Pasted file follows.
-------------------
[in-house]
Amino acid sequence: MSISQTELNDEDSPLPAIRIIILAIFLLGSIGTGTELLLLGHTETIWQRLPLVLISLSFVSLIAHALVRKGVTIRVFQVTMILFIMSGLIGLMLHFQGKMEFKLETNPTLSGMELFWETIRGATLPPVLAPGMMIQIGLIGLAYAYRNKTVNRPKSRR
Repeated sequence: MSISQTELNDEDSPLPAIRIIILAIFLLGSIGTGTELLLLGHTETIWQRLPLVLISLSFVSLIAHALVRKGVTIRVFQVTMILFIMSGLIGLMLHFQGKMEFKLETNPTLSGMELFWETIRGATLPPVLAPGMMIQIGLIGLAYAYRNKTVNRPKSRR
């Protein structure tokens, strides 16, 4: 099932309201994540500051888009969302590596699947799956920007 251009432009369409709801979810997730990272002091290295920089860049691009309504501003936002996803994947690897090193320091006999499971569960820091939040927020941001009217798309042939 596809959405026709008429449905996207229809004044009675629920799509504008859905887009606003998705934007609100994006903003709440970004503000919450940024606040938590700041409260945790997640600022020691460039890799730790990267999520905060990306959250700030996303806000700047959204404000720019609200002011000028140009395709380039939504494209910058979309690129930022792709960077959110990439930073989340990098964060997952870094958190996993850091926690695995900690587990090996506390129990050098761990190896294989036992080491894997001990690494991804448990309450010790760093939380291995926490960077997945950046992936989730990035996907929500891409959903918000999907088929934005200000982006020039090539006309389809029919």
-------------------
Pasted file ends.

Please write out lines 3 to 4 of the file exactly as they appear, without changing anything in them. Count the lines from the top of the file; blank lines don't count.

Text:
Repeated sequence: MSISQTELNDEDSPLPAIRIIILAIFLLGSIGTGTELLLLGHTETIWQRLPLVLISLSFVSLIAHALVRKGVTIRVFQVTMILFIMSGLIGLMLHFQGKMEFKLETNPTLSGMELFWETIRGATLPPVLAPGMMIQIGLIGLAYAYRNKTVNRPKSRR
């Protein structure tokens, strides 16, 4: 099932309201994540500051888009969302590596699947799956920007 251009432009369409709801979810997730990272002091290295920089860049691009309504501003936002996803994947690897090193320091006999499971569960820091939040927020941001009217798309042939 596809959405026709008429449905996207229809004044009675629920799509504008859905887009606003998705934007609100994006903003709440970004503000919450940024606040938590700041409260945790997640600022020691460039890799730790990267999520905060990306959250700030996303806000700047959204404000720019609200002011000028140009395709380039939504494209910058979309690129930022792709960077959110990439930073989340990098964060997952870094958190996993850091926690695995900690587990090996506390129990050098761990190896294989036992080491894997001990690494991804448990309450010790760093939380291995926490960077997945950046992936989730990035996907929500891409959903918000999907088929934005200000982006020039090539006309389809029919």